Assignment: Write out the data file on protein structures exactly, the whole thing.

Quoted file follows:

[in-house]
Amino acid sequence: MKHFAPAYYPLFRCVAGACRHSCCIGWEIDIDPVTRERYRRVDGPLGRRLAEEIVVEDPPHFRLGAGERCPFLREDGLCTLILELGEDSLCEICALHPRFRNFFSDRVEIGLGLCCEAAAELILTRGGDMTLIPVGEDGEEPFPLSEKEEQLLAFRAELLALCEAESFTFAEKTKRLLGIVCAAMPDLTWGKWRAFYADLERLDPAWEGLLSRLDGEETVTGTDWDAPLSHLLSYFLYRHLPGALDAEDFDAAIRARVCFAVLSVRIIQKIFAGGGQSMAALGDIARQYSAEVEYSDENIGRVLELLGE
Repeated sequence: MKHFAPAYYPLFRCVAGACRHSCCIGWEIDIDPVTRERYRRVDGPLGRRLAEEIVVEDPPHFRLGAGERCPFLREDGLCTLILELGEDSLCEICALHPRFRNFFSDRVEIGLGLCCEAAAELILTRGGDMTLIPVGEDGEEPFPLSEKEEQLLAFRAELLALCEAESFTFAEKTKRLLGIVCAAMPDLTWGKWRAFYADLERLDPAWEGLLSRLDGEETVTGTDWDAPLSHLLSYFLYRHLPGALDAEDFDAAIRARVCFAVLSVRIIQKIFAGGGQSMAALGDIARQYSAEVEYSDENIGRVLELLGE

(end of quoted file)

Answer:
[in-house]
Amino acid sequence: MKHFAPAYYPLFRCVAGACRHSCCIGWEIDIDPVTRERYRRVDGPLGRRLAEEIVVEDPPHFRLGAGERCPFLREDGLCTLILELGEDSLCEICALHPRFRNFFSDRVEIGLGLCCEAAAELILTRGGDMTLIPVGEDGEEPFPLSEKEEQLLAFRAELLALCEAESFTFAEKTKRLLGIVCAAMPDLTWGKWRAFYADLERLDPAWEGLLSRLDGEETVTGTDWDAPLSHLLSYFLYRHLPGALDAEDFDAAIRARVCFAVLSVRIIQKIFAGGGQSMAALGDIARQYSAEVEYSDENIGRVLELLGE
Repeated sequence: MKHFAPAYYPLFRCVAGACRHSCCIGWEIDIDPVTRERYRRVDGPLGRRLAEEIVVEDPPHFRLGAGERCPFLREDGLCTLILELGEDSLCEICALHPRFRNFFSDRVEIGLGLCCEAAAELILTRGGDMTLIPVGEDGEEPFPLSEKEEQLLAFRAELLALCEAESFTFAEKTKRLLGIVCAAMPDLTWGKWRAFYADLERLDPAWEGLLSRLDGEETVTGTDWDAPLSHLLSYFLYRHLPGALDAEDFDAAIRARVCFAVLSVRIIQKIFAGGGQSMAALGDIARQYSAEVEYSDENIGRVLELLGE